NZ’s careful vaccine delivery to Tokelau

Tokelau is set to receive its first batch of COVID-19 vaccines from New Zealand.

The vaccines are to be delivered by the naval ship HMNZS Wellington by a 76-member crew, Stuff NZ has reported.

The Pfizer vaccine doses should be enough to vaccinate Tokelau’s eligible population.

There are about 1,500 people living in Tokelau’s three atolls – Fakaofo, Nukunonu and Atafu.

The doses are enough to vaccinate the 30 residents of Palmerston Island – a coral atoll in the northwest region of the Cook Islands.

The vaccines will be delivered by a boat because of Tokelau’s remote location.

Tokelau is the last of New Zealand’s realm nations to begin its vaccination programme.

The Cook Islands started vaccinations in May while Niue began last month.

Niue’s government was considering vaccinating its 12-15 year old’s if MedSafe approves it.

HMNZS Wellington’s commanding officer Lieutenant Commander Philip Davis said the crew had undergone special training to travel to Tokelau.

The journey would take six days, first to Fakaofo, then Nukunonu and Atafu, and delivery would be from the ship, to a helicopter, and then on to land, he told Stuff.

The delivery would be strictly contactless – to ensure no possible transmission of the virus.

Tokelau remains one of the few countries in the world to remain COVID-19 free.

According to the report, Mr Davis said training for the mission was held in different parts of Auckland, both by aircraft and boat, trialling different scenarios and handling boxes similar to those carrying the vaccine.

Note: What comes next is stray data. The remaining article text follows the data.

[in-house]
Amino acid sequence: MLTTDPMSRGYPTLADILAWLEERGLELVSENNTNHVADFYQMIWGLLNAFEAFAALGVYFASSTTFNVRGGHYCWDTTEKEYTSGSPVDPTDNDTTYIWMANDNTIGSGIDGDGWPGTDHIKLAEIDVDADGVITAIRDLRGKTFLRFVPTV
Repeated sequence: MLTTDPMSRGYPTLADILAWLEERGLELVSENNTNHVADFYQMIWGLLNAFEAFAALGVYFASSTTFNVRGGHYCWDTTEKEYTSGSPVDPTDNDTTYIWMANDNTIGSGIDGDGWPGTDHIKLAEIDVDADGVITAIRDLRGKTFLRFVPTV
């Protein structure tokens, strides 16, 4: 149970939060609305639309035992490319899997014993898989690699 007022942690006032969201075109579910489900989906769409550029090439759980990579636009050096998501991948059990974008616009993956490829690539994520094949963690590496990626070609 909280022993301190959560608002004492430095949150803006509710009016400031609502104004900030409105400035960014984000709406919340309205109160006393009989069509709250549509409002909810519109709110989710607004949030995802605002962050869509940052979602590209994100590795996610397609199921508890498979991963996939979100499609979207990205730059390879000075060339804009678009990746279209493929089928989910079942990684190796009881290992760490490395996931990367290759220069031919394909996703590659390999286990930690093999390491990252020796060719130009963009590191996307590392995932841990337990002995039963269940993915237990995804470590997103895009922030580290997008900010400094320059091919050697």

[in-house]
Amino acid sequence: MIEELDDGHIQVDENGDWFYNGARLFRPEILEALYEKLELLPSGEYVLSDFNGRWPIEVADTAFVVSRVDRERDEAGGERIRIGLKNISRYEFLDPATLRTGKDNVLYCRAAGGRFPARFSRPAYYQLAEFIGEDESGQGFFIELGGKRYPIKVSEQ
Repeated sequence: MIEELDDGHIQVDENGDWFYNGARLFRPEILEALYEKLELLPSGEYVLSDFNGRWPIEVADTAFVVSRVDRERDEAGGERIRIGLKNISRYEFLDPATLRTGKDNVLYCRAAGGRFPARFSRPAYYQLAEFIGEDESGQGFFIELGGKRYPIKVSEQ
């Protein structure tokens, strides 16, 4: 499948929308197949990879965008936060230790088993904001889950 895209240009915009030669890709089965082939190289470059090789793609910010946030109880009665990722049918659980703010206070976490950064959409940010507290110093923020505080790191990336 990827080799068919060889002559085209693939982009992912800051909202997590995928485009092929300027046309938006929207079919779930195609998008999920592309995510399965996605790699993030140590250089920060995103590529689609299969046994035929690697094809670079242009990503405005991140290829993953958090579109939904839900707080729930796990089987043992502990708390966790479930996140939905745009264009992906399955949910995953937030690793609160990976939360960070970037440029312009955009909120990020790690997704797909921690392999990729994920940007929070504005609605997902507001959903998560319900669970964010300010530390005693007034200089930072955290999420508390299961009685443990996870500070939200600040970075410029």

“There’s a process of taking it out of the container, transferring it onto the aircraft at the right time, all the while monitoring its temperature, and then landing onto each atoll and the process of handing it over,” Mr Davis said.

Crew handling the delivery of the vaccines would be wearing Personal Protective Equipment.

“It will be delivered to the designated person, at a distance, (they will) move back, retrieve data log and once they’re happy and (have) checked everything, then we depart on aircraft again,” he said.

“A lot of work has gone into it, both from the Defence (Force) side and Ministry of Health.”

The ship departed Auckland’s Devonport base on Monday.

The trip from Tokelau to Palmerston Island in the Cooks will take two more days.

“Everyone’s pretty excited to do our part and help out the Pacific Islands, give them the benefit of having the vaccines and reviving their economies as well.”

Associate Minister of Health and Foreign Affairs, and Minister for Pacific Peoples, Mr Aupito William Sio, said it was quite challenging to reach Tokelau, with the added disadvantage of Samoa’s strict border controls for transit.

“I’m excited because Tokelau was really logistically challenging and then of course you have a vaccine that has to be maintained at a certain freezer degree for transportation,” he said.

Tokelau’s New Zealand administrator Ross Ardern said he was excited the plan came to fruition.

“We haven’t detected any resistance of the vaccine on Tokelau and there’s bound to be one or two people that are concerned by it,” Ardern said.

“By and large, people of Tokelau are really looking forward to the delivery of the vaccine.”

He expected that the vaccine would arrive next Monday (July 19), and the roll-out would be done two days later.

“Within a month we should be done,” he said.

HMNZS Wellington. Photo: New Zealand Defence Force

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